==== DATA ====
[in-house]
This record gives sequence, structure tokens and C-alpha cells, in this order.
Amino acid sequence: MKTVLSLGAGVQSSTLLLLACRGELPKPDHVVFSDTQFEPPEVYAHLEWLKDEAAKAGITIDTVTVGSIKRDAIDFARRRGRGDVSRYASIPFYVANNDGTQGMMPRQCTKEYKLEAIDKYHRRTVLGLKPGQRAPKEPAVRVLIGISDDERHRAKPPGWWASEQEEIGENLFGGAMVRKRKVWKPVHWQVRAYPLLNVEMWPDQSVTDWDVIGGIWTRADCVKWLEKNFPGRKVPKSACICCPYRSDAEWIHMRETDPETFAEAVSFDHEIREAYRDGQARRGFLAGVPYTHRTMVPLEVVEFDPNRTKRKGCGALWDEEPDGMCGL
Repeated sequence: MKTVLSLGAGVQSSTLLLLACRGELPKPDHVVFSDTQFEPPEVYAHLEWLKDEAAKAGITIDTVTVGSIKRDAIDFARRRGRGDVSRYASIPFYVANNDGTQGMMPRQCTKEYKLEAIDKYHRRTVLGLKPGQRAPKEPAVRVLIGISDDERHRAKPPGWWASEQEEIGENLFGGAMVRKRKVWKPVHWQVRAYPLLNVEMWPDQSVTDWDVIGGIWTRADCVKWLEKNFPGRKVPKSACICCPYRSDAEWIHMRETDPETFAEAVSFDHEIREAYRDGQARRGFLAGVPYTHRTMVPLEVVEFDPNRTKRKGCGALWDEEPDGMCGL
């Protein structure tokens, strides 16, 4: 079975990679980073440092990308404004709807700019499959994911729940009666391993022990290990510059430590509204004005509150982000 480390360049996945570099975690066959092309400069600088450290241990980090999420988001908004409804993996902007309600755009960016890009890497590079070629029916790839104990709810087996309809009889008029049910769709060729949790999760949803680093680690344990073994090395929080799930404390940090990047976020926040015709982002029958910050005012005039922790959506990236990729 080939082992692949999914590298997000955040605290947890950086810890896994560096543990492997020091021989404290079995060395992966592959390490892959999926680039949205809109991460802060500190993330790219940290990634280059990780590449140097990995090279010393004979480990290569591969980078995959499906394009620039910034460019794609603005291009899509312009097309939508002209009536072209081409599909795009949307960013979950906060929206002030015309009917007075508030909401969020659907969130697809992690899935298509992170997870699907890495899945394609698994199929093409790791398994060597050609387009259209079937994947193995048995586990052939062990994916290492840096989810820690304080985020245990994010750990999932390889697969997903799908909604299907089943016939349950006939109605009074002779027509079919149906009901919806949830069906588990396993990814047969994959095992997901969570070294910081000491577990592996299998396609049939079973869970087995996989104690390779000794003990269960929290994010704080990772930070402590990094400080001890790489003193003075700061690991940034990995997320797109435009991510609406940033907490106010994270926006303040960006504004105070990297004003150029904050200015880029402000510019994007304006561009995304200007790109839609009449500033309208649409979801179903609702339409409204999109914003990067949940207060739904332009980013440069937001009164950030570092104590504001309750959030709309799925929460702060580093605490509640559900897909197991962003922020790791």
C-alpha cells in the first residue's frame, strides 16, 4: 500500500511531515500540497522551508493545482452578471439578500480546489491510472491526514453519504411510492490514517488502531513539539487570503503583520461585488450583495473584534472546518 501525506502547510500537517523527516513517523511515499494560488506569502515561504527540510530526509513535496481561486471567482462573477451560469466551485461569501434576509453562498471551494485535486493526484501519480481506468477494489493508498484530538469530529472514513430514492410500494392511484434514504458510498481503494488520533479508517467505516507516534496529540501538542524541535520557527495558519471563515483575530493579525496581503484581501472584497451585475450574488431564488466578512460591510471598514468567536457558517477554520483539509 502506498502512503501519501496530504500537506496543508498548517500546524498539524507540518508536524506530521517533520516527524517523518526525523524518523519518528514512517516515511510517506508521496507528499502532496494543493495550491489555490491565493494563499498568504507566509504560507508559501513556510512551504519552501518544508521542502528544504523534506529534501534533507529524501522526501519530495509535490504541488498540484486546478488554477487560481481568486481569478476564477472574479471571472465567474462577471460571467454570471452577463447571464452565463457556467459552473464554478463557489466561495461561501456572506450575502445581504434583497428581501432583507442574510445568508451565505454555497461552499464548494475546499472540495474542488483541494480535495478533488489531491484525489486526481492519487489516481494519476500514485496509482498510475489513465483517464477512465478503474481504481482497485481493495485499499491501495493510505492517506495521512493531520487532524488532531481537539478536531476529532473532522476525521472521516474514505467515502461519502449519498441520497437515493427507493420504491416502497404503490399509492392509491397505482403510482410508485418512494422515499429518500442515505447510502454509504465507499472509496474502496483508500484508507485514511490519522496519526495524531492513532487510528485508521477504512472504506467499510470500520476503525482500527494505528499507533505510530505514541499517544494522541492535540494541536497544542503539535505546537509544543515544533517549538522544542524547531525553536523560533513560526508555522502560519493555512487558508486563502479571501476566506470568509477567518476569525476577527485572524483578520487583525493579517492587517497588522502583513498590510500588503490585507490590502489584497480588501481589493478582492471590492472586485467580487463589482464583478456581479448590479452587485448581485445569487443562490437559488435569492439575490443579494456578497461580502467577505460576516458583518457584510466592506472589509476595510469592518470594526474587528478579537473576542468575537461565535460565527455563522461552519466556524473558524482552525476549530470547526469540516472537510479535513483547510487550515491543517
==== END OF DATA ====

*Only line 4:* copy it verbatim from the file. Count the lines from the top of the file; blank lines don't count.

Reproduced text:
Repeated sequence: MKTVLSLGAGVQSSTLLLLACRGELPKPDHVVFSDTQFEPPEVYAHLEWLKDEAAKAGITIDTVTVGSIKRDAIDFARRRGRGDVSRYASIPFYVANNDGTQGMMPRQCTKEYKLEAIDKYHRRTVLGLKPGQRAPKEPAVRVLIGISDDERHRAKPPGWWASEQEEIGENLFGGAMVRKRKVWKPVHWQVRAYPLLNVEMWPDQSVTDWDVIGGIWTRADCVKWLEKNFPGRKVPKSACICCPYRSDAEWIHMRETDPETFAEAVSFDHEIREAYRDGQARRGFLAGVPYTHRTMVPLEVVEFDPNRTKRKGCGALWDEEPDGMCGL